Former State Department spokesman P.J. Crowley is predicting that Israel will not attack Iran, citing the strategic costs to the Jewish state and the uncertainty created by revolts across the Middle East.
"The claim Israel will attack Iran soon is not credible. The strategic costs, while not static, still outweigh the prospects of success," Mr. Crowley said on his Twitter account Monday.
"The Arab Spring has sufficiently complicated Israel's strategic calculus that it is more likely to show restraint in the immediate term," he said in a second tweet.
His statements first were reported by the Jerusalem Post and Ha'aretz.
Speculation has been rampant for years that Israel might attack Iranian nuclear facilities to prevent the Islamic republic from acquiring an atomic weapon. Iran's president has called for the Jewish state to be "wiped off the map."
Meir Dagan, the recently retired head of Israel's Mossad intelligence service, recently has gone public with his misgivings about a military strike and his fear that the current Israeli government might launch once.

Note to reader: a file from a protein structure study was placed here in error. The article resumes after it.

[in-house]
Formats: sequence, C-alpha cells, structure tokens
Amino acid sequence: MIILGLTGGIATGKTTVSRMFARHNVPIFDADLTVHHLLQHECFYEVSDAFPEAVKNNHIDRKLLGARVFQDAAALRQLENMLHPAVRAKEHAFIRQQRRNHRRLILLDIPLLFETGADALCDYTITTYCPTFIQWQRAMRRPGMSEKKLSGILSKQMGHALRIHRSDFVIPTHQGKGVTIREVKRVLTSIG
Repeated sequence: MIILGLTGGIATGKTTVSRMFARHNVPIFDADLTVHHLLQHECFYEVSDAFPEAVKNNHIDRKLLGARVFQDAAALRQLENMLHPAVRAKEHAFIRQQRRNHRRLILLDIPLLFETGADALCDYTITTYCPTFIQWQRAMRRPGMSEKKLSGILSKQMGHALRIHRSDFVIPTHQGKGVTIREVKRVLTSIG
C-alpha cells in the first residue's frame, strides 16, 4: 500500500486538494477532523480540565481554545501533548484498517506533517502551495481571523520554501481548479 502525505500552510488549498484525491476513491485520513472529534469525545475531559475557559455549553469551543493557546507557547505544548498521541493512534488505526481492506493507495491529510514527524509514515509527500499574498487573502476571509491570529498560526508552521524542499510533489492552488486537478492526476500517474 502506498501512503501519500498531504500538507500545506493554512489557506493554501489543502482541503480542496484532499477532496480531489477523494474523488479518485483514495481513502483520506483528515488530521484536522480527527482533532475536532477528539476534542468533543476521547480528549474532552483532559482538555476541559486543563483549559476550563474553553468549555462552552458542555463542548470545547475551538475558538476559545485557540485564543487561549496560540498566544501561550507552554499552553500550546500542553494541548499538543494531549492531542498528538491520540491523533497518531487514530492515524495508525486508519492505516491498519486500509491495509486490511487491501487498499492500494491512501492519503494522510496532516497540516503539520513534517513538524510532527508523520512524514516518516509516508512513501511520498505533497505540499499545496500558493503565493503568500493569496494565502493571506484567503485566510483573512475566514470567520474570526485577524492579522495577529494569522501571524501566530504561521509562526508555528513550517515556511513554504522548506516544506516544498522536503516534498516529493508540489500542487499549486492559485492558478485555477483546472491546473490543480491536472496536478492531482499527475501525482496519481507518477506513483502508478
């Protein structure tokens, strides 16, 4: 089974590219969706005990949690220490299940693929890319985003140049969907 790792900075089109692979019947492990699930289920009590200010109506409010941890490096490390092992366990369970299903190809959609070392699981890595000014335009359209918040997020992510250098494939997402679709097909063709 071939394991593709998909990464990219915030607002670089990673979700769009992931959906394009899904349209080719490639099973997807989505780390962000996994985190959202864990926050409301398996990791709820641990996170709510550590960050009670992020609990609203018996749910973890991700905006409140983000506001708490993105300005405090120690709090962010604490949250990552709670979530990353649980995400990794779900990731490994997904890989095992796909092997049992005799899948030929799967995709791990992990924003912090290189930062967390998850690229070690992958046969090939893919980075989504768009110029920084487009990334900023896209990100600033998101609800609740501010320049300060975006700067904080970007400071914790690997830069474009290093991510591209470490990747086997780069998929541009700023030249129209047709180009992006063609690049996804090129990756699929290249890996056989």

"I decided to speak because when I was in office, [Yuval] Diskin, [Gabi] Ashkenazi and I could block any dangerous adventure," he said, referring to two other recently retired security officials. "Now I am afraid that there is no one to stop Bibi [Prime Minister Benjamin Netanyahu] and [Defense Minister Ehud] Barak."
Mr. Ashkenazi, the former army chief of staff, said last month that he believes pursuing international sanctions against Iran is still Israel's "best course of action" and that there is still "a long way to to go in that sense."
He argued that existing sanctions were having an effect.
Mr. Crowley agreed on Twitter: "Iran is on the defensive, with its politics splintering and economy sputtering. There is still time to see if the pressure track can work."
Mr. Crowley resigned his post in March over remarks he made criticizing the treatment of U.S. Army Pfc. Bradley Manning, who is accused of leaking thousands of classified documents to the anti-secrecy website WikiLeaks.
© Copyright 2014 The Washington Times, LLC. Click here for reprint permission.